If you have the spending money, start with a Colt. You won’t regret the decision. Colt is, after all, the company that fulfilled many of the government contracts for the entire history of the rifle.
Astute observers, though, may note that this gun looks strikingly similar to the others in this list, down to the clamshell heat-shield handguards. The barrel is 16” inches. The front sight is fixed…. So what is it that makes this special?
For one, it is a Colt. Welcome to reality, folks. You will pay more for this rifle in this configuration because it is a Colt. Yet you will get something intangible, too.
While there’s no guarantee that this gun will last longer, or shoot better than those at the $500 mark, Colt has made a lot of these guns. They know what they’re doing. Their processes are perfected, and people who specialize in exactly this assemble the guns. As such, this rifle will hold its value very well.
Smith & Wesson may be known for their exquisite wheel guns, but they make some badass pistols and rifles, too. Smith is known for its law enforcement work, and many departments field M&P pistols and rifles, too.
The Smith AR-15s are also good at holding their value. The company is big enough to have great R&D and testing facilities. And their workers make careers with the company.
The M&P 15 Sport II, in particular, has one upgrade over some of the other guns in this list. They are sporting M-LOK handguards from Magpul. The rest of the rifle should look familiar to those who have been scrolling. The stock is a standard six position model, and the gas block is railed.
The phrase optics-ready typically means you’ll need an optic, or sights, to use the rifle effectively, so keep that extra expense in mind.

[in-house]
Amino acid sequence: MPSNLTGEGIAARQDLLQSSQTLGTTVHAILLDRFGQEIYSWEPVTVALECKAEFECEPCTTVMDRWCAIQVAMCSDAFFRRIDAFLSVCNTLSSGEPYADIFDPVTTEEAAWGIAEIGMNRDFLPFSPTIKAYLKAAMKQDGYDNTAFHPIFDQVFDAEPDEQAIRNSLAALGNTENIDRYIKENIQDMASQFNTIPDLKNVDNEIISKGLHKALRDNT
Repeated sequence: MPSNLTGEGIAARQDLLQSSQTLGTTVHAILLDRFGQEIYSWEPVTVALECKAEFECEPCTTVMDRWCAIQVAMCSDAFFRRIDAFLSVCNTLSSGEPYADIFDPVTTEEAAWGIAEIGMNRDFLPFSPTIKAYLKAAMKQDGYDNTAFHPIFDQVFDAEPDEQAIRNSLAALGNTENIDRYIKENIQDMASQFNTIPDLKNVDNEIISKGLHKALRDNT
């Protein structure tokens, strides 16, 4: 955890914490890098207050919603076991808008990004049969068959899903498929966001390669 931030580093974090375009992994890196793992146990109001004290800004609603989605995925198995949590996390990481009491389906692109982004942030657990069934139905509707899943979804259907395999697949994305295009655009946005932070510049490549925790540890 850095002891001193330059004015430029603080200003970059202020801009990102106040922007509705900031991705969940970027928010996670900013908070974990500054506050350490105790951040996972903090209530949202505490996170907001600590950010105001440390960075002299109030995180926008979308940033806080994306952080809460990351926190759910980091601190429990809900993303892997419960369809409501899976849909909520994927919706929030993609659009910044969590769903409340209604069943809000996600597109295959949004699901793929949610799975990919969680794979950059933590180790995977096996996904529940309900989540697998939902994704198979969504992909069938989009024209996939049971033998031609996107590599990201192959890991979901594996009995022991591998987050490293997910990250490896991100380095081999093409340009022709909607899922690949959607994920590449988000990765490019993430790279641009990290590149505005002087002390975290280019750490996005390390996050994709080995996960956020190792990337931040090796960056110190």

Springfield Armory is new to the AR-15 game. They launched in 2016, just before the election, and had rifles on shelves in anticipation of political upheaval. That didn’t happen, though, but the Saint hasn’t gone away.
Springfield’s other guns typically fall into three categories: 1911s, polymer pistols, and M-14 pattern rifles. What they do, they do well, and their customer service is excellent. They’re nowhere near the size of some of the other companies in this list, and that shows in the company’s accessibility.
The Saint has some serious upgrades, too. Outside, you’ll find Bravo Company grips and trigger guards. The stock and forend are Bravo Company’s designs, too. Inside, Springfield has coated the trigger with nickel-boron, which cuts out the grit common to most AR triggers. They’ve also modified the weight of the buffer to help with the already modest recoil.
The Saint, like some of the others on this list, is far more likely to appeal to the folks who aren’t going to make too many additions or substitutions and is ready to roll as-is.
4. Ruger AR-556
Ruger makes excellent rifles. The company is spread across the U.S., but they do most of their own manufacturing. While they are also new to the AR-15 market, they entered with a big bang. They are more famous for some of their earlier firearms, including the 10/22.
Ruger is the working-man’s gun. The AR-556 is no exception. It lacks the frills of many rifles in this price point, but it is no less attractive. The heat shields seem somewhat generic for a Ruger, but no worries. They’re even using their own branded furniture and sights.
While the gun may not set your heart to racing, it is a workhorse of an AR-15. In honor of its military roots, this one even has a bayonet lug.
The last company in this line-up may not be as familiar to those of you who are new to the Ar-15. They’re innovators, though, and Bravo Company is one of the ones I was talking about earlier in this article. They make the pieces and parts that other companies use to build their own rifles (like the Springfield above).
Bravo Company is the first of our high fashion guns. Their production numbers are much smaller, and this is the company many end up eyeing when they start looking for their second AR-15. And if you come across one at a good price, don’t pass it up.